Technology, created to ‘free’ employees, has often proven to be a trap, yet the ongoing digital transformation could actually ‘knock’ the productivity paradox, allowing IT to return to its role as a supporter of growth
The famous American economist Robert Solow, who was awarded the Nobel Prize in Economics in 1987 for his contributions to the theory of economic growth [according to which growth depends on two inputs – labour and capital – and when the income growth that is not explained by the growth of the two inputs is attributed to technological progress – Ed.], argued that “you can see the ‘computer age’ everywhere, especially in productivity statistics.” Actually, by considering only the 1995-2000 five-year period, the growth in productivity in the so-called ‘advanced economies’ has not kept up with the growth in IT spending. According to the first theories, technology was supposed to ‘free’ people and encourage them to use their working time more productively. “But so far it has not worked out that way,” analysts Elsy Boglioli, Vanessa Lyon and Yves Morieux of The Boston Consulting Group (BCG) warned. “Several businesses invested heavily in technology but not in true integration. They integrated the tools with one another but not with the way people work”.
And this is where the ‘paradox’ lies, in the vision that the three analysts reported in their article “The Smart Solution to the Productivity Paradox“: “the technology that was meant to ‘free’ the people has insidiously trapped them”, they write. “It is no wonder that, based on a survey conducted in 2014 in the USA, 51% of the employees interviewed reported being ‘disengaged’, not feeling involved or active in their job and in their company [the BCG analysts refer to a survey conducted by Gallup on over 80,000 people in the USA; in 2016, the percentage of dissatisfied employees increased to 70% – Ed.]”.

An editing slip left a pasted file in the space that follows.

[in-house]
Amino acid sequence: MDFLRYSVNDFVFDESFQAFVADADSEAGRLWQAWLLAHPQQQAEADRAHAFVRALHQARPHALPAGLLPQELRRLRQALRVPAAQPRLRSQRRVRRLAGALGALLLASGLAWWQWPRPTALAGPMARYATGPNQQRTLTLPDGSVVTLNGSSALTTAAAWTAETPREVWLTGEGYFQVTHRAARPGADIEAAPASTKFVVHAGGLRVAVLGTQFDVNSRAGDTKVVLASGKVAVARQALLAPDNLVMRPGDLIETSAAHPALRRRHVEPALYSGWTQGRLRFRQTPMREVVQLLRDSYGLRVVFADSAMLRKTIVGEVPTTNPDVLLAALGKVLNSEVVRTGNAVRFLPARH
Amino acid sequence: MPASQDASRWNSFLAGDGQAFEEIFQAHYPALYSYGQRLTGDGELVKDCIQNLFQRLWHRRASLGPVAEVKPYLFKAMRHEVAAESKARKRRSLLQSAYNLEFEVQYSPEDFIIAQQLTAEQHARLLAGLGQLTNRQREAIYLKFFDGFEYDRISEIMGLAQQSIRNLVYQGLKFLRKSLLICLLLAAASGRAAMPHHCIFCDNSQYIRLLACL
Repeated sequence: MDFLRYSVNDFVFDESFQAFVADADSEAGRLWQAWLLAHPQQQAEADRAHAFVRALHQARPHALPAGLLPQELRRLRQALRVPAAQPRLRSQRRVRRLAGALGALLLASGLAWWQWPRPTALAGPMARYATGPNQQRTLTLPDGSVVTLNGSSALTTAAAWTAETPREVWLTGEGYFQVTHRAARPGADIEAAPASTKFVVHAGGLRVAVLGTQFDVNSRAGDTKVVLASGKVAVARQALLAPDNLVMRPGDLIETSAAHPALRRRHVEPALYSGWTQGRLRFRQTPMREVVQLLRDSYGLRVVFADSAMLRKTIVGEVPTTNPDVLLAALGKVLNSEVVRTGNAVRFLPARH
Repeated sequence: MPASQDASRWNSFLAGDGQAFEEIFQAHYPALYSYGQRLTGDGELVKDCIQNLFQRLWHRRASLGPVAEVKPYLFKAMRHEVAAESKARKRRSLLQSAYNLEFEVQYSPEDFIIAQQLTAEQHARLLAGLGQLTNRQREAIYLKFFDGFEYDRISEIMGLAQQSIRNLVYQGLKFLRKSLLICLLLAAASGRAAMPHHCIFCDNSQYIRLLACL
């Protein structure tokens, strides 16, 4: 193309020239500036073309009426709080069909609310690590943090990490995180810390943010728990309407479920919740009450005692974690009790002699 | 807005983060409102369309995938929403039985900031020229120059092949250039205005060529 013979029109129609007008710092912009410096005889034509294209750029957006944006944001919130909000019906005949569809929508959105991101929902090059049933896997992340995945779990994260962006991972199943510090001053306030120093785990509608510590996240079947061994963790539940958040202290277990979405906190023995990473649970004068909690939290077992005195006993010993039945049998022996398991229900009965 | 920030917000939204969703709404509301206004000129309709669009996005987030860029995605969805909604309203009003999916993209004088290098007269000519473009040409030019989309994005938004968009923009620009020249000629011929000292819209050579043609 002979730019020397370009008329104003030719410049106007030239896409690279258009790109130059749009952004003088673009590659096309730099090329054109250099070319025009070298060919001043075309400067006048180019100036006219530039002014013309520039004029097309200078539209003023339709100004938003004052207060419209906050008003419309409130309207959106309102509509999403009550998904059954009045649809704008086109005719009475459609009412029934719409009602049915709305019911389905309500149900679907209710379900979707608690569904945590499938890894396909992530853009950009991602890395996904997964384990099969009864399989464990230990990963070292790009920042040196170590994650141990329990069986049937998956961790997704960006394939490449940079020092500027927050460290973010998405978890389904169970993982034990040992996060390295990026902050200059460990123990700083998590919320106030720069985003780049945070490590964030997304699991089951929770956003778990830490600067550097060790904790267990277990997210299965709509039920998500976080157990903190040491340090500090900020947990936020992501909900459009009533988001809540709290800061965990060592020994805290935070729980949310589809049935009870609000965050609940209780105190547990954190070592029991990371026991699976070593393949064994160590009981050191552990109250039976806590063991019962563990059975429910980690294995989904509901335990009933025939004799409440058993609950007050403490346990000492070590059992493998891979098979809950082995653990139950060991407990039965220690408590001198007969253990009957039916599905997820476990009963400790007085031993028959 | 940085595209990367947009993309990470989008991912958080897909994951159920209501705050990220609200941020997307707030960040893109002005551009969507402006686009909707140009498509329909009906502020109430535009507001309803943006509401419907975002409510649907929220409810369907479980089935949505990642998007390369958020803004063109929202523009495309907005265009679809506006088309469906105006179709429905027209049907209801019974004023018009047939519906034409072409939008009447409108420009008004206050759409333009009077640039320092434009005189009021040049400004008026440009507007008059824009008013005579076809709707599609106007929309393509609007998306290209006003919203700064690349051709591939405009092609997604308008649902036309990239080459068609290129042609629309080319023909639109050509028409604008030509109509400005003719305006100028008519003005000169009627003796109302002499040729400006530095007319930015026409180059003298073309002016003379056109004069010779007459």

The dawn of the new TechEra
We are now in the midst of a new technology age, characterised by the explosive growth of data, widespread connectivity and increasingly intensive processing power. And while history might suggest that today’s digital, cloud and related technologies will have little effect on productivity, the BCG analysts report that “the benefits could be substantial”. “Compared to the systems used in the past (complex monolithic application systems such as ERP, HRM, CRM database, etc.), today’s technologies are far more flexible and can enable new forms of collaboration. For example, Agile Software Development, which is disrupting the way in which software is developed and codes are written, through continuous improvement applied to automated and digitised processes”.
If companies successfully ‘marry‘ these new digital approaches with what the BCG calls ‘smart simplicity’, then “they can unleash the latent power of their technology and their people”. The concept of ‘smart simplicity’ is based on the premise, confirmed by studies and research, that companies are most productive when they are able to ‘harness’ the intelligence and satisfaction of their employees. And if we look at the success of digital native companies such as Netflix or Spotify, it is clear that this ‘method’ leads to business productivity and competitiveness.